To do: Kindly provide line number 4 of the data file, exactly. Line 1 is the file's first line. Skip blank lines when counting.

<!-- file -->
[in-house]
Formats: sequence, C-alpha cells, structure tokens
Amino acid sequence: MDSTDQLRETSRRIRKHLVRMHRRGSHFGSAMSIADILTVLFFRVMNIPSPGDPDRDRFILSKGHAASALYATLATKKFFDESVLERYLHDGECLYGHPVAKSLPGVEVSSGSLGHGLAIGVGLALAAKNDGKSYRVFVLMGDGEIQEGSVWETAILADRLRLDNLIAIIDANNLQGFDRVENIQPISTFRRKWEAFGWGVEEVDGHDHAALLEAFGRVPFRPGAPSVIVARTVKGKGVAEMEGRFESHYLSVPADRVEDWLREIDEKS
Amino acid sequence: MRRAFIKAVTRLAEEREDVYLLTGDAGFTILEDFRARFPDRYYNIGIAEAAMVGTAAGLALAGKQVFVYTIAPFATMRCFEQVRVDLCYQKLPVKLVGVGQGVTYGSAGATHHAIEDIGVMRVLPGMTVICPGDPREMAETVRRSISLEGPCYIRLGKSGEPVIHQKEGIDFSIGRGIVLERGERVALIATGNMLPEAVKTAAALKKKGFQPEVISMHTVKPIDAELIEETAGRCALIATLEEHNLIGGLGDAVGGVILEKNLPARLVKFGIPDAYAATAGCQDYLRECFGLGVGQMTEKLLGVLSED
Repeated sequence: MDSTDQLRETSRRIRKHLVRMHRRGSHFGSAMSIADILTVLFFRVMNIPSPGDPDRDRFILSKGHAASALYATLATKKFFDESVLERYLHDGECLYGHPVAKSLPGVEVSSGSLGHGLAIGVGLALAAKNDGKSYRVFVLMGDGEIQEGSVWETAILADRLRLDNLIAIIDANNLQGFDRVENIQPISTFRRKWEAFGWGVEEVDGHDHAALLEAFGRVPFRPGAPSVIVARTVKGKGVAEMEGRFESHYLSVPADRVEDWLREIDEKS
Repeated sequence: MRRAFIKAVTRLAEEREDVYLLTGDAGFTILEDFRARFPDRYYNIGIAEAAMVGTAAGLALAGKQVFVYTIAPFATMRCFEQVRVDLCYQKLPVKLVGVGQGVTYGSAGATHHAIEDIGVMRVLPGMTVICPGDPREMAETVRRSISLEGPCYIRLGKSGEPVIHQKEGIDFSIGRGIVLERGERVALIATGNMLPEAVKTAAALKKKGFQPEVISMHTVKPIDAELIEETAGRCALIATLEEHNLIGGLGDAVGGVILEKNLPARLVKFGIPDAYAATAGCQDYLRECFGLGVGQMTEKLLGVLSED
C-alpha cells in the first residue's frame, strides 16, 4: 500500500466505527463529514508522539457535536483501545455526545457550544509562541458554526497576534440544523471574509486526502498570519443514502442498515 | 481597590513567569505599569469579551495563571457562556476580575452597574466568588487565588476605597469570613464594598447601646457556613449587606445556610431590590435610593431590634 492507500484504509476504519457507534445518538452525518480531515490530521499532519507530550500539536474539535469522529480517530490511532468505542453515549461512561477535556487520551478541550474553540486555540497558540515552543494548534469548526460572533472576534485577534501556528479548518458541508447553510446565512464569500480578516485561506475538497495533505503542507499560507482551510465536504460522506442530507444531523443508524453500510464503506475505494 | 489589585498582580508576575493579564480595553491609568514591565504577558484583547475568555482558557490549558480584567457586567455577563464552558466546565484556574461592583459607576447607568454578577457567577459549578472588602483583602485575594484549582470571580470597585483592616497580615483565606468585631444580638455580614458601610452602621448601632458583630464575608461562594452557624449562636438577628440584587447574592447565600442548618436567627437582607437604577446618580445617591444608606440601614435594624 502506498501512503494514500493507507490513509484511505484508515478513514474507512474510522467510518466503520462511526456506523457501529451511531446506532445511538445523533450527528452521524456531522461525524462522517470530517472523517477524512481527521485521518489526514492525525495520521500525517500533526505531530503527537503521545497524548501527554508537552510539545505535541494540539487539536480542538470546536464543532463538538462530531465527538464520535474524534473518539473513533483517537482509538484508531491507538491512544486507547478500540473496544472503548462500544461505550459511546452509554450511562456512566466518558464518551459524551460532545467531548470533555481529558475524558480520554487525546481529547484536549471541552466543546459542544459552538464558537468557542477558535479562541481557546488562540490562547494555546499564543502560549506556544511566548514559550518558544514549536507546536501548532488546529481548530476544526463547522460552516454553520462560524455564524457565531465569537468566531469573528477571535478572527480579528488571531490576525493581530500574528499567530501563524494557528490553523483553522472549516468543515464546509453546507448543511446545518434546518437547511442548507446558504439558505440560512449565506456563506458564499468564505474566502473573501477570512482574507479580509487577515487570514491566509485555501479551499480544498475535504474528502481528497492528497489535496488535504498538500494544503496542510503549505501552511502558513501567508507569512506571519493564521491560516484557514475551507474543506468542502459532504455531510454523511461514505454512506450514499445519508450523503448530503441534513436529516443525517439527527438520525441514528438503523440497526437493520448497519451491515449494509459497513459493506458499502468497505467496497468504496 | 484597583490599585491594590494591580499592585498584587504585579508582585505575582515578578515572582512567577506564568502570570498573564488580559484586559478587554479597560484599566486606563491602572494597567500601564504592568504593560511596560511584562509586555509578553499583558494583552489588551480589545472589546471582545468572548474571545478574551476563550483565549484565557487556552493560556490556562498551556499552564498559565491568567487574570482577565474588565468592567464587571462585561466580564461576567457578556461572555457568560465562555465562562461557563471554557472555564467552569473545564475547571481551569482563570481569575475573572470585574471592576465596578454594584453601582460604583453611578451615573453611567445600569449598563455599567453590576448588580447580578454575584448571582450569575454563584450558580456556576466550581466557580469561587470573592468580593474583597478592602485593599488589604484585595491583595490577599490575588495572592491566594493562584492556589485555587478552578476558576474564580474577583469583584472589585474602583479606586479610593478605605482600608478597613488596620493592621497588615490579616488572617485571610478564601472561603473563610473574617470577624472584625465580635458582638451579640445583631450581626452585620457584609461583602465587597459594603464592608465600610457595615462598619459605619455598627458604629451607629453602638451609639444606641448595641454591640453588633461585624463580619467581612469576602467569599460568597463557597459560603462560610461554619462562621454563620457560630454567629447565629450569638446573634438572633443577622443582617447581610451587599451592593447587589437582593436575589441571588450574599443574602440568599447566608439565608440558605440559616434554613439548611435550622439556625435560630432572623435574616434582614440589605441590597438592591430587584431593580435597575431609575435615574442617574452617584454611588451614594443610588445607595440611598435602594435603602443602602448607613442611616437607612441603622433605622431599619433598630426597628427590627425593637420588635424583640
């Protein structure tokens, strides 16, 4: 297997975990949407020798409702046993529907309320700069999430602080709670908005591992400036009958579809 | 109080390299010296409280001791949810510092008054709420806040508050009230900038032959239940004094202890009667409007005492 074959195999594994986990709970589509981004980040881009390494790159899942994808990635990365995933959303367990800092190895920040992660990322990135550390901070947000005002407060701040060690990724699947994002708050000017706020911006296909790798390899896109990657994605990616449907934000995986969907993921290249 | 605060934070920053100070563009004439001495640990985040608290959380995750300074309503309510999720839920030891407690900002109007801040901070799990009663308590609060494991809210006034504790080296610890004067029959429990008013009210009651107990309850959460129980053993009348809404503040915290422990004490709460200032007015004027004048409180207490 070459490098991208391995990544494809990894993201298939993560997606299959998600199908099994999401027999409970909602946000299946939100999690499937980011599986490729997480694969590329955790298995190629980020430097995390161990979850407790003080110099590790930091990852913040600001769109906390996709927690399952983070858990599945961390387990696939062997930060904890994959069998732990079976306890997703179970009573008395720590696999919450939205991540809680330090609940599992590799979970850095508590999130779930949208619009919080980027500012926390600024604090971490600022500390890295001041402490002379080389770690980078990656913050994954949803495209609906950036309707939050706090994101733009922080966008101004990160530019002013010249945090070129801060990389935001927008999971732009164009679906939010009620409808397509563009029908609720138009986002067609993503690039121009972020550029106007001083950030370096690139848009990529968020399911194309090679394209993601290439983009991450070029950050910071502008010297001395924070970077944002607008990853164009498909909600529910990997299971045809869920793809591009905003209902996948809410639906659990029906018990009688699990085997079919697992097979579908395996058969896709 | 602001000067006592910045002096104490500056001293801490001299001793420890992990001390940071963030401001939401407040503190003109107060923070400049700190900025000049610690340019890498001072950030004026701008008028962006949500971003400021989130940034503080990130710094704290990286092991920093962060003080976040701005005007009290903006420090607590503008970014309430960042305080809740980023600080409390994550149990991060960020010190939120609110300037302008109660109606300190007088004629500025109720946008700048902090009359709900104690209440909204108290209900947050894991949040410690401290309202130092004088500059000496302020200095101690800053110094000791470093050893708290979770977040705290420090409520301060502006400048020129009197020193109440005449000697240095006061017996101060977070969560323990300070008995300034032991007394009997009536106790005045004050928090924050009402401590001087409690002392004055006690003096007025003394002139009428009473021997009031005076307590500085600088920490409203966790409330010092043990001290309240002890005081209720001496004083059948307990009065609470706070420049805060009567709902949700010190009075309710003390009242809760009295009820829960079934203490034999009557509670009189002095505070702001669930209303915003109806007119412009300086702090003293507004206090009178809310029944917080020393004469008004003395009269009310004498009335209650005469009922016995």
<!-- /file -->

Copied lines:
Amino acid sequence: MRRAFIKAVTRLAEEREDVYLLTGDAGFTILEDFRARFPDRYYNIGIAEAAMVGTAAGLALAGKQVFVYTIAPFATMRCFEQVRVDLCYQKLPVKLVGVGQGVTYGSAGATHHAIEDIGVMRVLPGMTVICPGDPREMAETVRRSISLEGPCYIRLGKSGEPVIHQKEGIDFSIGRGIVLERGERVALIATGNMLPEAVKTAAALKKKGFQPEVISMHTVKPIDAELIEETAGRCALIATLEEHNLIGGLGDAVGGVILEKNLPARLVKFGIPDAYAATAGCQDYLRECFGLGVGQMTEKLLGVLSED